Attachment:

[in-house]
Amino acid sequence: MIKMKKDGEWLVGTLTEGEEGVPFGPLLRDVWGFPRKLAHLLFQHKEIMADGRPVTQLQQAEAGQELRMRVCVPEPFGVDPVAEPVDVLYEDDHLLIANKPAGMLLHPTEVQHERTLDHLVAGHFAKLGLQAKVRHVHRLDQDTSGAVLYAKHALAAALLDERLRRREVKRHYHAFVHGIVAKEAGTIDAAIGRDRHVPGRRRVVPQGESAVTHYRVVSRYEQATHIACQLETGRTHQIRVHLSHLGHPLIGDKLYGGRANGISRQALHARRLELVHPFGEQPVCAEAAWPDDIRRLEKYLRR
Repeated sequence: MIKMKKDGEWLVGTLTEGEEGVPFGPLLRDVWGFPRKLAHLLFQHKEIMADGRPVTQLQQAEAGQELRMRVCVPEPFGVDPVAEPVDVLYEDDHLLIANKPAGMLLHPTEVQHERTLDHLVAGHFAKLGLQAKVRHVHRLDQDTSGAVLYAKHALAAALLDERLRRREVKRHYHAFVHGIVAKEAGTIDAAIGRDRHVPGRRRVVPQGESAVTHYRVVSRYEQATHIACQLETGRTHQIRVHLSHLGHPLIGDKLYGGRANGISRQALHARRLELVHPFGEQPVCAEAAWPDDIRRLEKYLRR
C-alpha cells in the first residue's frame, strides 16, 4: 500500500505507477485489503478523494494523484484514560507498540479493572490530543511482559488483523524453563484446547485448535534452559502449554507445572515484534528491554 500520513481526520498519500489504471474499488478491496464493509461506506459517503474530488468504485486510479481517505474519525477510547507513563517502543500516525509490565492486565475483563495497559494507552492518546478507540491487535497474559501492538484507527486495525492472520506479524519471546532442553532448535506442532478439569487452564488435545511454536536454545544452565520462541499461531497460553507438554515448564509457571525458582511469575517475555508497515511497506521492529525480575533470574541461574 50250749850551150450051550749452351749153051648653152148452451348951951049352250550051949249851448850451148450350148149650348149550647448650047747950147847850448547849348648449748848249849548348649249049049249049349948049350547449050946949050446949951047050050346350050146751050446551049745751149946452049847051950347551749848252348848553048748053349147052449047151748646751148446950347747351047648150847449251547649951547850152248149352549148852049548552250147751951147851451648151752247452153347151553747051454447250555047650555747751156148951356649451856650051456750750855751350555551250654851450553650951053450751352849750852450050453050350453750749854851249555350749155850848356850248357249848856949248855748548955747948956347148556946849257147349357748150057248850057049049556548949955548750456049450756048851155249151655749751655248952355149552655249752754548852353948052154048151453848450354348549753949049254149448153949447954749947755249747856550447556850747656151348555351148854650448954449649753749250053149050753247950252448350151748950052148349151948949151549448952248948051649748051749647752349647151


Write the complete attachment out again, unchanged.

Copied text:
[in-house]
Amino acid sequence: MIKMKKDGEWLVGTLTEGEEGVPFGPLLRDVWGFPRKLAHLLFQHKEIMADGRPVTQLQQAEAGQELRMRVCVPEPFGVDPVAEPVDVLYEDDHLLIANKPAGMLLHPTEVQHERTLDHLVAGHFAKLGLQAKVRHVHRLDQDTSGAVLYAKHALAAALLDERLRRREVKRHYHAFVHGIVAKEAGTIDAAIGRDRHVPGRRRVVPQGESAVTHYRVVSRYEQATHIACQLETGRTHQIRVHLSHLGHPLIGDKLYGGRANGISRQALHARRLELVHPFGEQPVCAEAAWPDDIRRLEKYLRR
Repeated sequence: MIKMKKDGEWLVGTLTEGEEGVPFGPLLRDVWGFPRKLAHLLFQHKEIMADGRPVTQLQQAEAGQELRMRVCVPEPFGVDPVAEPVDVLYEDDHLLIANKPAGMLLHPTEVQHERTLDHLVAGHFAKLGLQAKVRHVHRLDQDTSGAVLYAKHALAAALLDERLRRREVKRHYHAFVHGIVAKEAGTIDAAIGRDRHVPGRRRVVPQGESAVTHYRVVSRYEQATHIACQLETGRTHQIRVHLSHLGHPLIGDKLYGGRANGISRQALHARRLELVHPFGEQPVCAEAAWPDDIRRLEKYLRR
C-alpha cells in the first residue's frame, strides 16, 4: 500500500505507477485489503478523494494523484484514560507498540479493572490530543511482559488483523524453563484446547485448535534452559502449554507445572515484534528491554 500520513481526520498519500489504471474499488478491496464493509461506506459517503474530488468504485486510479481517505474519525477510547507513563517502543500516525509490565492486565475483563495497559494507552492518546478507540491487535497474559501492538484507527486495525492472520506479524519471546532442553532448535506442532478439569487452564488435545511454536536454545544452565520462541499461531497460553507438554515448564509457571525458582511469575517475555508497515511497506521492529525480575533470574541461574 50250749850551150450051550749452351749153051648653152148452451348951951049352250550051949249851448850451148450350148149650348149550647448650047747950147847850448547849348648449748848249849548348649249049049249049349948049350547449050946949050446949951047050050346350050146751050446551049745751149946452049847051950347551749848252348848553048748053349147052449047151748646751148446950347747351047648150847449251547649951547850152248149352549148852049548552250147751951147851451648151752247452153347151553747051454447250555047650555747751156148951356649451856650051456750750855751350555551250654851450553650951053450751352849750852450050453050350453750749854851249555350749155850848356850248357249848856949248855748548955747948956347148556946849257147349357748150057248850057049049556548949955548750456049450756048851155249151655749751655248952355149552655249752754548852353948052154048151453848450354348549753949049254149448153949447954749947755249747856550447556850747656151348555351148854650448954449649753749250053149050753247950252448350151748950052148349151948949151549448952248948051649748051749647752349647151